EU Parliament urges Greek government to look into opposition spying scandal

PEGA, the European parliamentary committee investigating the use of spyware in a bloc of 27 countries, on Friday urged Greek officials to do more to shed light on a phone surveillance scandal that targeted opposition politicians and journalists.

“We have learned a lot, but we also feel that many of our questions still need to be answered,” committee chairman Jeroen Leners said after a fact-finding visit to Greece and Cyprus, a member of the European Union.

Committee rapporteur Sophie in ‘t Weld said that while there was no concrete evidence of who installed and used Predator spyware on Greek victims’ phones and why, “everything points to people in government circles.”

The scandal that rocked the government this year was that the secret service EYP tapped the phone of opposition party leader Nikos Androulakis. Incumbent Prime Minister Kyriakos Mitsotakis said he had no knowledge of the operation, which he said was legal on national security grounds but wrong. The head of EYP and a close aide to Mitsotakis have resigned.

The Predator spyware targeted Nikos Androulakis, head of the country’s third-largest left-wing PASOK party, as well as another opposition member of parliament and three journalists. The government denies the use of the Predator. Last month, a Greek parliamentary committee investigated the surveillance of Androulakis, but its overall findings remain classified.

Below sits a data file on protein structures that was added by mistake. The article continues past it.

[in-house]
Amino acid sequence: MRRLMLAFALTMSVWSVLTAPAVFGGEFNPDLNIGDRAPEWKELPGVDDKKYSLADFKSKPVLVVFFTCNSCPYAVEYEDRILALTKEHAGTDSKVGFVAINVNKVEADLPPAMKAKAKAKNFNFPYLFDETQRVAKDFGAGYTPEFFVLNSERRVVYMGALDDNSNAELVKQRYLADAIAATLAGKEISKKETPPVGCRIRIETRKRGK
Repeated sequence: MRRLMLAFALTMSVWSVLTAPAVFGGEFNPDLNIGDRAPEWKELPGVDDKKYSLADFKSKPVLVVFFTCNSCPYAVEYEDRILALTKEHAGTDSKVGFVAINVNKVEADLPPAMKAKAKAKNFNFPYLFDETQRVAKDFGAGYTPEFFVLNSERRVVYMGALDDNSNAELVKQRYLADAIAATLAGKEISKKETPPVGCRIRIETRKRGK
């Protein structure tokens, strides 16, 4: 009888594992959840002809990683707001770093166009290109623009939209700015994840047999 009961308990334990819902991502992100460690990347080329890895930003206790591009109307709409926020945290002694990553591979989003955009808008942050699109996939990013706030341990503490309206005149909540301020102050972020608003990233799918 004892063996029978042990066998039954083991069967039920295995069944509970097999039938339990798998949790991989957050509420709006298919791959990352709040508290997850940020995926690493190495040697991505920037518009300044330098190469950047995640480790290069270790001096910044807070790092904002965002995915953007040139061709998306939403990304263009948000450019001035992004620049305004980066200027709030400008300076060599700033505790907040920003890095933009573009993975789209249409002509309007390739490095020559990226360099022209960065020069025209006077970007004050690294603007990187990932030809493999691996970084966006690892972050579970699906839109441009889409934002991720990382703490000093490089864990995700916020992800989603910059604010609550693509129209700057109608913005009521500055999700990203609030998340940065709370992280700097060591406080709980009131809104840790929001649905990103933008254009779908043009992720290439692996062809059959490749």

Lenaers, the Dutch European legislator, said the Greek parliament’s investigation “[вскрыло] only a few facts and did not hear all the relevant witnesses.” “The committee’s final report should be made public,” he said at a press conference.

Yin’t Veld said her committee found no concrete evidence of who used the Predator and why. “And we won’t find that evidence until the authorities are willing to share official information with us,” she said, but added, “everything points to people in government circles.”

In’t Veld also accused the Greek authorities of not making much of an effort to investigate the use of spyware.

Developed by the Israeli company NSO Group, Pegasus can hack mobile phones and extract text messages, passwords, location, microphone and camera recordings. It is advertised as a crime-fighting tool, but many cases have been found of countries using it against dissidents, journalists, and political opponents. In Europe, traces of Pegasus or other spyware (in Greece there was a version of it called Predator) have been found in Poland, Hungary and Spain.

“I think it’s safe to say that the situation in Greece is not comparable to Hungary and Poland,” Lenaers said. He noted that in Poland, where traces of the use of Pegasus were found, “we definitely see a complete absence of any checks and balances.” “At the moment, things are different in Greece, but … there are pressing issues (which) require clarification and a full investigation needs to be carried out,” he said.

The government has said it will increase accountability at EYP and plans to ban the use of spyware by private entities in Greece. A.P.

PS Greek Watergate, as it was called by local journalists, did not take place. The opposition was unable to insist on an investigation into the wiretapping, as it did not receive support from the justice authorities, which closely cooperated with the ruling party, and during this time, according to information from EYP employees, all traces of the crime were destroyed. However, as experience shows, the topic will be raised again either before the parliamentary elections in 2023 or after. Naturally, in the event of the defeat of the “New Democracy” …

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